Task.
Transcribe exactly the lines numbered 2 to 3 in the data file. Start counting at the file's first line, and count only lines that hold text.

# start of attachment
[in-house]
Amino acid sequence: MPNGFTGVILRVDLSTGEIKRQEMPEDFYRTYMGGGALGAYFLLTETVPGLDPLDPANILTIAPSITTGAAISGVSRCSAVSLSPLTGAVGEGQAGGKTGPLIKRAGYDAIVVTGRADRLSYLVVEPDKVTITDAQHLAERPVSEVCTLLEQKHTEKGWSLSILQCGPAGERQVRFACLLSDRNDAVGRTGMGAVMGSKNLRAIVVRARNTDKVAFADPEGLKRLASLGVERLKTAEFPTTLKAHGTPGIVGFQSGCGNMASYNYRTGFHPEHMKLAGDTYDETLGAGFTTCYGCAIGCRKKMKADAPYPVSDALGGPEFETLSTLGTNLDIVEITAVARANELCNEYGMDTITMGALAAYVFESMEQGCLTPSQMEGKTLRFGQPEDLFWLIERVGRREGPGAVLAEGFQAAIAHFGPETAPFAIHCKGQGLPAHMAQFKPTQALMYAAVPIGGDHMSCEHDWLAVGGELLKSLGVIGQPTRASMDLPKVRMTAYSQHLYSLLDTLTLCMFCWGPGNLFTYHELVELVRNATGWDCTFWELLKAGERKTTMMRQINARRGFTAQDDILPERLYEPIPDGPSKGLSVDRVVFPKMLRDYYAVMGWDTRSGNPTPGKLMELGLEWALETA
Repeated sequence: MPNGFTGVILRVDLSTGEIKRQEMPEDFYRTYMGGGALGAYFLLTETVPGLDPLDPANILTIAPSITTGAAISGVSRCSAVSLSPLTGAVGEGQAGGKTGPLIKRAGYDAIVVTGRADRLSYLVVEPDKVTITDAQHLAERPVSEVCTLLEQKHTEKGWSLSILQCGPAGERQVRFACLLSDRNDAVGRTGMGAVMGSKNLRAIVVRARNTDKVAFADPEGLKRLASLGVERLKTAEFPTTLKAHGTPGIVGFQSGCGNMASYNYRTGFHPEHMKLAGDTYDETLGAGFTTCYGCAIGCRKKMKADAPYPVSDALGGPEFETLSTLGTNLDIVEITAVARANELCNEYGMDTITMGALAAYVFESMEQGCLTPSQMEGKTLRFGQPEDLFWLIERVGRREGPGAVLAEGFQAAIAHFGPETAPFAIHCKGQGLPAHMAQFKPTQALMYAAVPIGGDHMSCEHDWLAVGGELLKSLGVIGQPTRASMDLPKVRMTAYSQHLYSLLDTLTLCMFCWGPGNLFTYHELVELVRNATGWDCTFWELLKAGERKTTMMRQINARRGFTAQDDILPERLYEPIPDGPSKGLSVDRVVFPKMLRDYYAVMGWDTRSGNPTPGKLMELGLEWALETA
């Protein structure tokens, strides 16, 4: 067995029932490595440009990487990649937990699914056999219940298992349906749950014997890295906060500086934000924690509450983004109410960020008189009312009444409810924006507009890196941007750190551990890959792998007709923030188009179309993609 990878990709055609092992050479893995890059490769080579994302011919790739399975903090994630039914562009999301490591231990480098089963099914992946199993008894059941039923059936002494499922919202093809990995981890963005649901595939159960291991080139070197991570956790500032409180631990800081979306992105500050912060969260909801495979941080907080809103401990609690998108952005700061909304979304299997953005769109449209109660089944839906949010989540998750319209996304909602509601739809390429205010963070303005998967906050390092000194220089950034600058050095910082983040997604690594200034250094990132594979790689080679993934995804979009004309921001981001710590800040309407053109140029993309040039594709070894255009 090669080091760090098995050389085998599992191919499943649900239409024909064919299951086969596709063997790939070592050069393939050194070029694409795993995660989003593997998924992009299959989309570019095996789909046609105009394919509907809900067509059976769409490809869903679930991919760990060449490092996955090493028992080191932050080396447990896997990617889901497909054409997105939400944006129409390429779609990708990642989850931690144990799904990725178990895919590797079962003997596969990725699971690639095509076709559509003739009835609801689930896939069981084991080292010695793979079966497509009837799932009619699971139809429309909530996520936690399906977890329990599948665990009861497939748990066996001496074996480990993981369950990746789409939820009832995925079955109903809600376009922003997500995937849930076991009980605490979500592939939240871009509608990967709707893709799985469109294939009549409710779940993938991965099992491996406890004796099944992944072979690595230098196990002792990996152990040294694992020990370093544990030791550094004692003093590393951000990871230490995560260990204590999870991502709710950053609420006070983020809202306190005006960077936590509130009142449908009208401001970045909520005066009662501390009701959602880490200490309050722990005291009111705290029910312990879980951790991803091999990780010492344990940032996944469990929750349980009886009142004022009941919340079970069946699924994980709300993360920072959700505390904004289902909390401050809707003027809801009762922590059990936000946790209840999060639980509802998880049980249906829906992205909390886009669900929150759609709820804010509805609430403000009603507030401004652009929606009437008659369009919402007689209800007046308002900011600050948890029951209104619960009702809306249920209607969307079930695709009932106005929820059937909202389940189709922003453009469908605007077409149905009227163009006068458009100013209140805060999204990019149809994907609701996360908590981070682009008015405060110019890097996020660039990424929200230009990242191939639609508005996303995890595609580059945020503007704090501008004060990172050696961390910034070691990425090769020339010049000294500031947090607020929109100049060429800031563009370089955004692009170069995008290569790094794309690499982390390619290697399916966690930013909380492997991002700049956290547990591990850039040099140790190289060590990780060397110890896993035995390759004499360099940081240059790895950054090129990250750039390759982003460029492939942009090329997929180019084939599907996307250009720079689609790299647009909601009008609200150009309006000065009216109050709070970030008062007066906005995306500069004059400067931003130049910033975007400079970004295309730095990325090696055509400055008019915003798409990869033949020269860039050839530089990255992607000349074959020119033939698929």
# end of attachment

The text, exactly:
Amino acid sequence: MPNGFTGVILRVDLSTGEIKRQEMPEDFYRTYMGGGALGAYFLLTETVPGLDPLDPANILTIAPSITTGAAISGVSRCSAVSLSPLTGAVGEGQAGGKTGPLIKRAGYDAIVVTGRADRLSYLVVEPDKVTITDAQHLAERPVSEVCTLLEQKHTEKGWSLSILQCGPAGERQVRFACLLSDRNDAVGRTGMGAVMGSKNLRAIVVRARNTDKVAFADPEGLKRLASLGVERLKTAEFPTTLKAHGTPGIVGFQSGCGNMASYNYRTGFHPEHMKLAGDTYDETLGAGFTTCYGCAIGCRKKMKADAPYPVSDALGGPEFETLSTLGTNLDIVEITAVARANELCNEYGMDTITMGALAAYVFESMEQGCLTPSQMEGKTLRFGQPEDLFWLIERVGRREGPGAVLAEGFQAAIAHFGPETAPFAIHCKGQGLPAHMAQFKPTQALMYAAVPIGGDHMSCEHDWLAVGGELLKSLGVIGQPTRASMDLPKVRMTAYSQHLYSLLDTLTLCMFCWGPGNLFTYHELVELVRNATGWDCTFWELLKAGERKTTMMRQINARRGFTAQDDILPERLYEPIPDGPSKGLSVDRVVFPKMLRDYYAVMGWDTRSGNPTPGKLMELGLEWALETA
Repeated sequence: MPNGFTGVILRVDLSTGEIKRQEMPEDFYRTYMGGGALGAYFLLTETVPGLDPLDPANILTIAPSITTGAAISGVSRCSAVSLSPLTGAVGEGQAGGKTGPLIKRAGYDAIVVTGRADRLSYLVVEPDKVTITDAQHLAERPVSEVCTLLEQKHTEKGWSLSILQCGPAGERQVRFACLLSDRNDAVGRTGMGAVMGSKNLRAIVVRARNTDKVAFADPEGLKRLASLGVERLKTAEFPTTLKAHGTPGIVGFQSGCGNMASYNYRTGFHPEHMKLAGDTYDETLGAGFTTCYGCAIGCRKKMKADAPYPVSDALGGPEFETLSTLGTNLDIVEITAVARANELCNEYGMDTITMGALAAYVFESMEQGCLTPSQMEGKTLRFGQPEDLFWLIERVGRREGPGAVLAEGFQAAIAHFGPETAPFAIHCKGQGLPAHMAQFKPTQALMYAAVPIGGDHMSCEHDWLAVGGELLKSLGVIGQPTRASMDLPKVRMTAYSQHLYSLLDTLTLCMFCWGPGNLFTYHELVELVRNATGWDCTFWELLKAGERKTTMMRQINARRGFTAQDDILPERLYEPIPDGPSKGLSVDRVVFPKMLRDYYAVMGWDTRSGNPTPGKLMELGLEWALETA